Brent Spiner and Patrick Stewart again have the most developed parts in the movie. Both Data and Captain Picard have the most lines and development and the actors bring their best work to the roles. In fact if wasn't for their inclusion, the film would be not as watchable. Jonathan Frakes, LeVar Burton and Marina Sirtis get more screen time than usual but not enough to make the fans happy. Michael Dorn is completely wasted and there is no reason for him to have been there. Gates McFadden is her usual waste of space however, playing one of the worst main characters in any of the series. The guest stars fair abit better however, with a scene stealing performance from an underused F. Murray Abraham, Anthony Zerbe playing the easily manipulated Admiral Dougherty and the beautiful Donna Murphy supplying Picard's love interest.

'Star Trek: Insurrection' isn't the worst film in the franchise and it certainly isn't the best but it is watchable and enjoyable for fans. Feeling more like an episode of the series than a feature film, 'Insurrection' drains all of the momentum out of the series that 'First Contact' thrust upon us, meaning that this isn't the movie that breaks the odd numbered film curse.


Presented in Widescreen 2.35:1 Anamorphic with Dolby Digital 5.1 and dts soundtracks, the transfer is extremely good.


Disc 1

Text Commentary by Michael Okuda and Dennis Okuda
Throughout the movie fascinating facts about the production of the movie and how it relates to the TV series are displayed in screen. These facts are every interesting and really enhance your watching of the film if you are a Trekker.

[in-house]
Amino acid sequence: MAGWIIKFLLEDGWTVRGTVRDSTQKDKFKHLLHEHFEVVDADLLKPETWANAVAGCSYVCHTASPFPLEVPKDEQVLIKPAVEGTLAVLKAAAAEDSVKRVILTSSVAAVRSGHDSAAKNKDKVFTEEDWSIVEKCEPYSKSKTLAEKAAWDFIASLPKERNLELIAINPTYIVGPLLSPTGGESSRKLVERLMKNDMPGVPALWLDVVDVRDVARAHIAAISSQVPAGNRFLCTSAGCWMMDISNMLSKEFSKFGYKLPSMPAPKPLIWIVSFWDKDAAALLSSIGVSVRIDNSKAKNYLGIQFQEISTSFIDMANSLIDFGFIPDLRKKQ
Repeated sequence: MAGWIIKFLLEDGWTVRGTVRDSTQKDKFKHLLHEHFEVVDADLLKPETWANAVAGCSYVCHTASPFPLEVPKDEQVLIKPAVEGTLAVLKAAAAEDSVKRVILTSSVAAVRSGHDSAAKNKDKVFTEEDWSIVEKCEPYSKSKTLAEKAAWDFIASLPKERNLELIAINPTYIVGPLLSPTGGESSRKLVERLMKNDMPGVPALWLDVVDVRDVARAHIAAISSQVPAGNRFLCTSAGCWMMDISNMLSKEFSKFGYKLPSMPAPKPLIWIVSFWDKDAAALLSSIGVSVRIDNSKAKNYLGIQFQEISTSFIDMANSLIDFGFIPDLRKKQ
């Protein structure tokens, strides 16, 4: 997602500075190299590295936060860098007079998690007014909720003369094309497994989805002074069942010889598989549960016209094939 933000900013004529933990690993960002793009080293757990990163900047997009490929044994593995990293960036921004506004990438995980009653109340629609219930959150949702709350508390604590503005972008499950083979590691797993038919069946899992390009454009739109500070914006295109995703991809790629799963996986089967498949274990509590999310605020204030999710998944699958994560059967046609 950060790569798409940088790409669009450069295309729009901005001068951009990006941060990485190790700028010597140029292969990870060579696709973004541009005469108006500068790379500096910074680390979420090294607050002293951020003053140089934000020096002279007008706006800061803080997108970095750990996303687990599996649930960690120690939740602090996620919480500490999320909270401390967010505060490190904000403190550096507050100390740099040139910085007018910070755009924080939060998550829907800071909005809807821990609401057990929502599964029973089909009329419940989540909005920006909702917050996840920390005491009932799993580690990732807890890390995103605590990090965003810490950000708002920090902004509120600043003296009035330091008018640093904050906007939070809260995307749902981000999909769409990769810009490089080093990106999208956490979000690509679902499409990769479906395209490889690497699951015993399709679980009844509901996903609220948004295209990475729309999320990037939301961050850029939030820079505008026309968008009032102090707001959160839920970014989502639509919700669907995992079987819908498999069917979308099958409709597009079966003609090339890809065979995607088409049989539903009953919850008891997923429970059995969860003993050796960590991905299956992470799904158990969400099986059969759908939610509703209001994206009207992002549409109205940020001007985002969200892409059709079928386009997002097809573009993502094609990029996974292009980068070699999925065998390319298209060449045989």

Disc 2


It takes a Village (16.41 mins)
Director Jonathan Frakes, producer Rick Berman, production designer Herman Zimmerman, illustrator John Eaves, set decorator John Dwyer and stars Gates McFadden and Michael Welch talk about the look of 'Star Trek Insurrection'. From the Ba'ku village to the bridge of the So'na ship, the production team take you through the designs and building of the elaborate sets and the visual effects involved in bringing the ninth Star Trek movie to the silver screen.

Location, Location, Location (20.00 mins)
Director Jonathan Frakes, producer Rick Berman, production designer Herman Zimmerman and stars Patrick Stewart, Donna Murphy, Marina Sirtis, Gates McFadden and Brent Spiner take you behind the scenes of the location shoot at Mammoth Lake in Northern California. The featurette shows you the construction of the Ba'ku village and cave sets as well as the filming of the lake sequences featuring Data's swim.